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The redistribution game is a Communist argument in favor of redistribution.
Without redistributive efforts, the "natural" distribution of a desired finite good is an arrangement that few would consider just: one or a few individual(s) owns most of the resource, and the vast majority own very little, if anything at all. This is not based upon merit, but often factors which, while not technically random, can only be attributed to luck.
For a model of why this occurs, consider the following game. A hundred individuals are given 1000 tokens, each player having between 1 and 19 tokens, and the number of tokens each player has is public knowledge. They are free to move about and challenge other players. When this happens, both players flip all their tokens and the player flipping more heads is the winner. He or she receives the loser's tokens, and the losing player is eliminated from the game. Each player's objective is not specifically to own all the tokens, but to avoid elimination while attaining as many tokens as "safely" possible.
Several outcomes are possible from this scenario. It is possible that one player will end up with all the tokens (monarchy). An alternative ending scenario is that multiple players, in roughly equitable distributions, will remain at the end of the game (oligarchy). For example, a distribution (among 4 players) of 260-250-245-245 is probably stable. Given the uncertainty involved with conflict in this game, it is quite possible for the weakest player to beat the strongest player, and all players may decide it is best to avoid conflict and not risk elimination: No further conflict occurs. However, a distribution whereby many or most players (democracy) remain, with smaller and roughly equitable shares of the tokens, is highly unlikely.
Here's why. At the beginning of the game, weaker players will almost certainly be devoured. A player with 19 tokens assumes almost no risk in challenging one with only 1 token, and therefore is likely to do so. Additionally, players are effectively forced to participate in as many conflicts as possible early-on, despite the risk. As players are eliminated, the number of tokens per player increases, and players who failed to engage in any conflict and accumulate more tokens will inevitably become comparatively weak. Then, they will be devoured.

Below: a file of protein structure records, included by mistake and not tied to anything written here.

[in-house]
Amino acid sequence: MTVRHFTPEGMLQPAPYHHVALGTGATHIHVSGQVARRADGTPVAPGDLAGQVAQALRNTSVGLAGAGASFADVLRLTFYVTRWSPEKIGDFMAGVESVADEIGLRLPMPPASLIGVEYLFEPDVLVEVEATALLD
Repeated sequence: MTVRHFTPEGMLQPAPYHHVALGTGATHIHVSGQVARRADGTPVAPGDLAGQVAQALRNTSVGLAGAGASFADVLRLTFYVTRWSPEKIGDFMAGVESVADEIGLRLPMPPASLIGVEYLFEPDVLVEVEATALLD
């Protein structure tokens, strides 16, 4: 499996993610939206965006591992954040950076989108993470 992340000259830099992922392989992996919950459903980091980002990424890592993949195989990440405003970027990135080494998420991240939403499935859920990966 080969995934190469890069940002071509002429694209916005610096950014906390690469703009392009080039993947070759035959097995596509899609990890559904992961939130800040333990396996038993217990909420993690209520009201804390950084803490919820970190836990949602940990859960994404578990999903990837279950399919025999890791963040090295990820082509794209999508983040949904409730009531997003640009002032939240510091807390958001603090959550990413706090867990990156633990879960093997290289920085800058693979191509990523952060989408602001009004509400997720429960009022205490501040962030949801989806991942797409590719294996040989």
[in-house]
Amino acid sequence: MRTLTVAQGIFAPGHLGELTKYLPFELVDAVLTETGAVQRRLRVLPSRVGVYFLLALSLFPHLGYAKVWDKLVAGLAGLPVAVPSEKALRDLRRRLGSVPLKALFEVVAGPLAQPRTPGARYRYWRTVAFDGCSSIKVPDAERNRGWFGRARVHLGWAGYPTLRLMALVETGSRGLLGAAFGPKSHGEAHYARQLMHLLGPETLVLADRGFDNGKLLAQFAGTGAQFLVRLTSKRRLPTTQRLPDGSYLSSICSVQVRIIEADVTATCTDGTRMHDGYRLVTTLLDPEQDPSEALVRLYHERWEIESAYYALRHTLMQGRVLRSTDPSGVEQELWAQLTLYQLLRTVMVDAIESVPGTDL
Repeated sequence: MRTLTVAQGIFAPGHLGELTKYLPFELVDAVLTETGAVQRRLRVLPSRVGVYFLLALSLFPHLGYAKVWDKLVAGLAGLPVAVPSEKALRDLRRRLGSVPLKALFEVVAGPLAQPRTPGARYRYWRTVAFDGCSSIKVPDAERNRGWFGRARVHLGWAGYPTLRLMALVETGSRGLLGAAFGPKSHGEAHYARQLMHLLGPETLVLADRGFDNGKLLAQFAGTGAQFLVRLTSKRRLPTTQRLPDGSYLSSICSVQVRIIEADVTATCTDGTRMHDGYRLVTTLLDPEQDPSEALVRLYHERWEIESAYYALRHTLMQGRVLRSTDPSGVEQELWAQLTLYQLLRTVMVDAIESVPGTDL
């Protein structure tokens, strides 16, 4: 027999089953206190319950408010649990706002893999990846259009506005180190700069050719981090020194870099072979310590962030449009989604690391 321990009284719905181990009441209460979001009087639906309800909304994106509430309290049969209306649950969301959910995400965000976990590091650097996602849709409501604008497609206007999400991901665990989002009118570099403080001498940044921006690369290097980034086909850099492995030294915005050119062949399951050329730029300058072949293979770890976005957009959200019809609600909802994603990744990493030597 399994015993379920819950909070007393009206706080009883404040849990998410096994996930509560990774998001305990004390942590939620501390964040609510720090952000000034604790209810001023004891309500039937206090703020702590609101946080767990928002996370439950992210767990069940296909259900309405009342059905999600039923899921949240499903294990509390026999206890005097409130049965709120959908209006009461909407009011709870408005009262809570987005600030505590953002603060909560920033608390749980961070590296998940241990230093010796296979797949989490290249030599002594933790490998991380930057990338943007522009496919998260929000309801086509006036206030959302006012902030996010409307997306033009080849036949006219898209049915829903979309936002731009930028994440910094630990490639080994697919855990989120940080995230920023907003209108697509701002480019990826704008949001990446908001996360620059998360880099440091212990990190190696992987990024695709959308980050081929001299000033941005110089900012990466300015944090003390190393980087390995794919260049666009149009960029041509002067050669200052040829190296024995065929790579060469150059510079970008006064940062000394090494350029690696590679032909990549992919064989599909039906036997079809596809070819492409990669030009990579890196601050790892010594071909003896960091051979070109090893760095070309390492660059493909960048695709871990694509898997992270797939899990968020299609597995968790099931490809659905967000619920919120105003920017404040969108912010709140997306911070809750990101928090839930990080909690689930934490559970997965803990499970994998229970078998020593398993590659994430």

The winning player(s) will not necessarily be those who started with a large number of tokens, but rather those who played aggressively, early in the game, and had a substantial amount of luck as well. In practice, in human societies, notions of merit play almost no role at all.
While this model is only an approximation of any real-world dynamic, it can be argued that it models power distributions in human societies tolerably well. For example, in business, it is often the case that an industry begins with hundreds or thousands of small companies. As some die off, others grow and become large. Unable to compete with their larger competitors, the remaining small survivors may be forced to choose between extinction and absorption by a stronger competitor.
Without active efforts toward a more proportionate distribution, monarchical and oligarchical distributions are the norm. This applies to wealth, power, land, and even mates. For example, in polygamous societies, a few members of the gender allowed to have multiple mates will have many, while some of that gender will have none.